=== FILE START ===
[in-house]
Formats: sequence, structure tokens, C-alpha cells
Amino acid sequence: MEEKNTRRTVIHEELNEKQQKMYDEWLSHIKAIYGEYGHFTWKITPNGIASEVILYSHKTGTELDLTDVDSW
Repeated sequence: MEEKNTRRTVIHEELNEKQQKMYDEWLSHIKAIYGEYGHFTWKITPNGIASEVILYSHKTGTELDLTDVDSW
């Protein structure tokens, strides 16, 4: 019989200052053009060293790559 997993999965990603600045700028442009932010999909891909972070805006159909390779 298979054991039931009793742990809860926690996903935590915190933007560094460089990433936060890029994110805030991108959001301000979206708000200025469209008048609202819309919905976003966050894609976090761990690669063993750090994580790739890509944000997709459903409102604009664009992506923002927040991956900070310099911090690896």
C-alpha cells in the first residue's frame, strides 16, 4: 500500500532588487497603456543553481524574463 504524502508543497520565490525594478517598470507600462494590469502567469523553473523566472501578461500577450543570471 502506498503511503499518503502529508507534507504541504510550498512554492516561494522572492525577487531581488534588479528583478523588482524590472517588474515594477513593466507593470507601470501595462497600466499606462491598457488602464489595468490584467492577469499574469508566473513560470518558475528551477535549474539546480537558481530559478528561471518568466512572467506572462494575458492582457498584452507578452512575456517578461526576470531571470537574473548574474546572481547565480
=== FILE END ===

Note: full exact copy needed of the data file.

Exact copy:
[in-house]
Formats: sequence, structure tokens, C-alpha cells
Amino acid sequence: MEEKNTRRTVIHEELNEKQQKMYDEWLSHIKAIYGEYGHFTWKITPNGIASEVILYSHKTGTELDLTDVDSW
Repeated sequence: MEEKNTRRTVIHEELNEKQQKMYDEWLSHIKAIYGEYGHFTWKITPNGIASEVILYSHKTGTELDLTDVDSW
């Protein structure tokens, strides 16, 4: 019989200052053009060293790559 997993999965990603600045700028442009932010999909891909972070805006159909390779 298979054991039931009793742990809860926690996903935590915190933007560094460089990433936060890029994110805030991108959001301000979206708000200025469209008048609202819309919905976003966050894609976090761990690669063993750090994580790739890509944000997709459903409102604009664009992506923002927040991956900070310099911090690896």
C-alpha cells in the first residue's frame, strides 16, 4: 500500500532588487497603456543553481524574463 504524502508543497520565490525594478517598470507600462494590469502567469523553473523566472501578461500577450543570471 502506498503511503499518503502529508507534507504541504510550498512554492516561494522572492525577487531581488534588479528583478523588482524590472517588474515594477513593466507593470507601470501595462497600466499606462491598457488602464489595468490584467492577469499574469508566473513560470518558475528551477535549474539546480537558481530559478528561471518568466512572467506572462494575458492582457498584452507578452512575456517578461526576470531571470537574473548574474546572481547565480